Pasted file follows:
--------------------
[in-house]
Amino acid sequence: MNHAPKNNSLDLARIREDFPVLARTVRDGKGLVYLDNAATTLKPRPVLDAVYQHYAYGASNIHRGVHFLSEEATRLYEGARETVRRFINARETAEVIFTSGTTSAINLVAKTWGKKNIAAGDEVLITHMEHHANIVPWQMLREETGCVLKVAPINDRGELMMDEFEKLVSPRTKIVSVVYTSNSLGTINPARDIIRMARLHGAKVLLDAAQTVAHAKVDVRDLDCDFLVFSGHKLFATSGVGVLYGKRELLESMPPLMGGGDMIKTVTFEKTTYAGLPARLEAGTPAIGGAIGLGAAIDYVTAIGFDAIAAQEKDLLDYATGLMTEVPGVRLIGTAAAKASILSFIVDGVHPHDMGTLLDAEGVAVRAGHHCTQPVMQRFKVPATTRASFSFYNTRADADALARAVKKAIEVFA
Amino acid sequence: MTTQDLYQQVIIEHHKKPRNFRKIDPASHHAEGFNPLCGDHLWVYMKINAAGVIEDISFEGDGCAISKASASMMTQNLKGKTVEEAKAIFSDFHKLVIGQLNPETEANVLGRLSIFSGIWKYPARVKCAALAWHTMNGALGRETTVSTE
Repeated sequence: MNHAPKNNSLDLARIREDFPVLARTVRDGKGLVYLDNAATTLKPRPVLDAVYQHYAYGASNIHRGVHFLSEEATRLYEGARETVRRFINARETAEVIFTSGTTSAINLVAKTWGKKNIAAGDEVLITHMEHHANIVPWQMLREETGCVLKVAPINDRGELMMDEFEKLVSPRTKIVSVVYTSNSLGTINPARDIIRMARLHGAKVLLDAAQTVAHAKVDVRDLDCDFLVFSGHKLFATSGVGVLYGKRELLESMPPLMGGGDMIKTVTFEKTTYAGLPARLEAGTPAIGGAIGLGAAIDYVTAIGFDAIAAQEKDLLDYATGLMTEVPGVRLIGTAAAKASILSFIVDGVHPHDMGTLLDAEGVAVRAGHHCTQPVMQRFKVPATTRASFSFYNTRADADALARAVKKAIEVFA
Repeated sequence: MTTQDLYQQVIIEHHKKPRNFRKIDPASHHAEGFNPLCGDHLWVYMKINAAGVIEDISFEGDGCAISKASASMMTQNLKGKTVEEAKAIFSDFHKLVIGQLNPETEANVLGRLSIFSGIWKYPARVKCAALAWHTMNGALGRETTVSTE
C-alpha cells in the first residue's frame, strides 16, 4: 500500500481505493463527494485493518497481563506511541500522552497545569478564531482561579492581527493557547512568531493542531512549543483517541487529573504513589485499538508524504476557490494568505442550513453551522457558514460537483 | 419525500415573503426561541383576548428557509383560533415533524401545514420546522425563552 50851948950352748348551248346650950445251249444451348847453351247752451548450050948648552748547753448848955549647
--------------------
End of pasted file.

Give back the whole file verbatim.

[in-house]
Amino acid sequence: MNHAPKNNSLDLARIREDFPVLARTVRDGKGLVYLDNAATTLKPRPVLDAVYQHYAYGASNIHRGVHFLSEEATRLYEGARETVRRFINARETAEVIFTSGTTSAINLVAKTWGKKNIAAGDEVLITHMEHHANIVPWQMLREETGCVLKVAPINDRGELMMDEFEKLVSPRTKIVSVVYTSNSLGTINPARDIIRMARLHGAKVLLDAAQTVAHAKVDVRDLDCDFLVFSGHKLFATSGVGVLYGKRELLESMPPLMGGGDMIKTVTFEKTTYAGLPARLEAGTPAIGGAIGLGAAIDYVTAIGFDAIAAQEKDLLDYATGLMTEVPGVRLIGTAAAKASILSFIVDGVHPHDMGTLLDAEGVAVRAGHHCTQPVMQRFKVPATTRASFSFYNTRADADALARAVKKAIEVFA
Amino acid sequence: MTTQDLYQQVIIEHHKKPRNFRKIDPASHHAEGFNPLCGDHLWVYMKINAAGVIEDISFEGDGCAISKASASMMTQNLKGKTVEEAKAIFSDFHKLVIGQLNPETEANVLGRLSIFSGIWKYPARVKCAALAWHTMNGALGRETTVSTE
Repeated sequence: MNHAPKNNSLDLARIREDFPVLARTVRDGKGLVYLDNAATTLKPRPVLDAVYQHYAYGASNIHRGVHFLSEEATRLYEGARETVRRFINARETAEVIFTSGTTSAINLVAKTWGKKNIAAGDEVLITHMEHHANIVPWQMLREETGCVLKVAPINDRGELMMDEFEKLVSPRTKIVSVVYTSNSLGTINPARDIIRMARLHGAKVLLDAAQTVAHAKVDVRDLDCDFLVFSGHKLFATSGVGVLYGKRELLESMPPLMGGGDMIKTVTFEKTTYAGLPARLEAGTPAIGGAIGLGAAIDYVTAIGFDAIAAQEKDLLDYATGLMTEVPGVRLIGTAAAKASILSFIVDGVHPHDMGTLLDAEGVAVRAGHHCTQPVMQRFKVPATTRASFSFYNTRADADALARAVKKAIEVFA
Repeated sequence: MTTQDLYQQVIIEHHKKPRNFRKIDPASHHAEGFNPLCGDHLWVYMKINAAGVIEDISFEGDGCAISKASASMMTQNLKGKTVEEAKAIFSDFHKLVIGQLNPETEANVLGRLSIFSGIWKYPARVKCAALAWHTMNGALGRETTVSTE
C-alpha cells in the first residue's frame, strides 16, 4: 500500500481505493463527494485493518497481563506511541500522552497545569478564531482561579492581527493557547512568531493542531512549543483517541487529573504513589485499538508524504476557490494568505442550513453551522457558514460537483 | 419525500415573503426561541383576548428557509383560533415533524401545514420546522425563552 50851948950352748348551248346650950445251249444451348847453351247752451548450050948648552748547753448848955549647